P53 and rapamycin are additive

Barbara Christy, Marco Demaria, Judith Campisi, Jing Huang, Diane Jones, Sherry G. Dodds, Charnae Williams, Gene Hubbard, Carolina B. Livi, Xiaoli Gao, Susan Weintraub, Tyler Curiel, Z. Dave Sharp, Paul Hasty

Research output: Contribution to journalArticle

16 Scopus citations

Abstract

Mechanistic target of rapamycin (mTOR) is a kinase found in a complex (mTORC1) that enables macromolecular synthesis and cell growth and is implicated in cancer etiology. The rapamycin-FK506 binding protein 12 (FKBP12) complex allosterically inhibits mTORC1. In response to stress, p53 inhibits mTORC1 through a separate pathway involving cell signaling and amino acid sensing. Thus, these different mechanisms could be additive. Here we show that p53 improved the ability of rapamycin to: 1) extend mouse life span, 2) suppress ionizing radiation (IR)-induced senescence-associated secretory phenotype (SASP) and 3) increase the levels of amino acids and citric acid in mouse embryonic stem (ES) cells. This additive effect could have implications for cancer treatment since rapamycin and p53 are anti-oncogenic.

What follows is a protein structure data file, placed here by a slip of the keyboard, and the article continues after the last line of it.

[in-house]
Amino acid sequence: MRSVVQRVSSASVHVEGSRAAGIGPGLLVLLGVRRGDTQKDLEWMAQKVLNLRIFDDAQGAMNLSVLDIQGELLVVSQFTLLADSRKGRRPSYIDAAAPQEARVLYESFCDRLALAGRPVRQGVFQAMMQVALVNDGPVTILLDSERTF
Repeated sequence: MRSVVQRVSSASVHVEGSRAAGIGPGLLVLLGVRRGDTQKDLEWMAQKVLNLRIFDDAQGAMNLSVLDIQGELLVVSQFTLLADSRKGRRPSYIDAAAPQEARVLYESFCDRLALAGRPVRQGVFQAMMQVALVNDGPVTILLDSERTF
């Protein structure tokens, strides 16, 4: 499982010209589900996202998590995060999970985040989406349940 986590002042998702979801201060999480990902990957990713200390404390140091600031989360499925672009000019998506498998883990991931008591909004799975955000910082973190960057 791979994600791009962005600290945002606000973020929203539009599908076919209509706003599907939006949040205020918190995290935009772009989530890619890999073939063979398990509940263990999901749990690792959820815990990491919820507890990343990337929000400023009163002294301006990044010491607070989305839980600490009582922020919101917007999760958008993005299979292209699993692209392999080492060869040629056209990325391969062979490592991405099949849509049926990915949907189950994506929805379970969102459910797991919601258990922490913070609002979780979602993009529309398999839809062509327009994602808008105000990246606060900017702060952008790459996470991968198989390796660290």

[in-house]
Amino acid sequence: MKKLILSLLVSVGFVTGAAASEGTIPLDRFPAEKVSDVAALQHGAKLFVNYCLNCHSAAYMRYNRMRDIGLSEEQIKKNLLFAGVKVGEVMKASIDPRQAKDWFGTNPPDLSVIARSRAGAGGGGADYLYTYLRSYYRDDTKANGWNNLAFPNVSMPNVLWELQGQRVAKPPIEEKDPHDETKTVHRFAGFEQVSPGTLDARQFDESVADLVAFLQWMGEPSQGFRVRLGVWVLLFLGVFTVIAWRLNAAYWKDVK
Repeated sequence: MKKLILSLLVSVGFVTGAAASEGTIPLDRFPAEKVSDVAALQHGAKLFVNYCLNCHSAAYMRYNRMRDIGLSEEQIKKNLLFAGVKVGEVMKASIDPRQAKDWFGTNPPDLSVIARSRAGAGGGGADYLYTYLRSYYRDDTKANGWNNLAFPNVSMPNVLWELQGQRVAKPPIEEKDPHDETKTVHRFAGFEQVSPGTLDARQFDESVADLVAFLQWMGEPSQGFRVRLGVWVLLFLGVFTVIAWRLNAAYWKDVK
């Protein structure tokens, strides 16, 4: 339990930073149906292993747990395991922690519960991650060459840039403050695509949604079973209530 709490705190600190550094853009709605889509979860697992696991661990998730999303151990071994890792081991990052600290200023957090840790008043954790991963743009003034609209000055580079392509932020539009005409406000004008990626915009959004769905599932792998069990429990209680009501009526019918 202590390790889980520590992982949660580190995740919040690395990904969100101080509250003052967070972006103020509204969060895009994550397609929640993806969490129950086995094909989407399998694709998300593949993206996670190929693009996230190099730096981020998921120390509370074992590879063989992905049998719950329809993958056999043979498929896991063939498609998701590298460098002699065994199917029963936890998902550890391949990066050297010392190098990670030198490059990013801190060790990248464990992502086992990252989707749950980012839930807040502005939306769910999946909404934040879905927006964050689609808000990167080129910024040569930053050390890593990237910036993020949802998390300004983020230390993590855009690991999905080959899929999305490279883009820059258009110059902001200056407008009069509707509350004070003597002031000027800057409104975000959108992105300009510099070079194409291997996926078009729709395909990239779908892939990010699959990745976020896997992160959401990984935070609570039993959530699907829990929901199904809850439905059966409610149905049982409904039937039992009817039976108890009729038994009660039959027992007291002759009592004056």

Original languageEnglish (US)
Pages (from-to)15802-15813
Number of pages12
JournalOncotarget
Volume6
Issue number18
DOIs
StatePublished - Jan 1 2015

Keywords

  • Longevity
  • Rapamycin
  • SASP
  • mTOR
  • p53

ASJC Scopus subject areas

  • Oncology

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    Christy, B., Demaria, M., Campisi, J., Huang, J., Jones, D., Dodds, S. G., Williams, C., Hubbard, G., Livi, C. B., Gao, X., Weintraub, S., Curiel, T., Sharp, Z. D., & Hasty, P. (2015). P53 and rapamycin are additive. Oncotarget, 6(18), 15802-15813. https://doi.org/10.18632/oncotarget.4602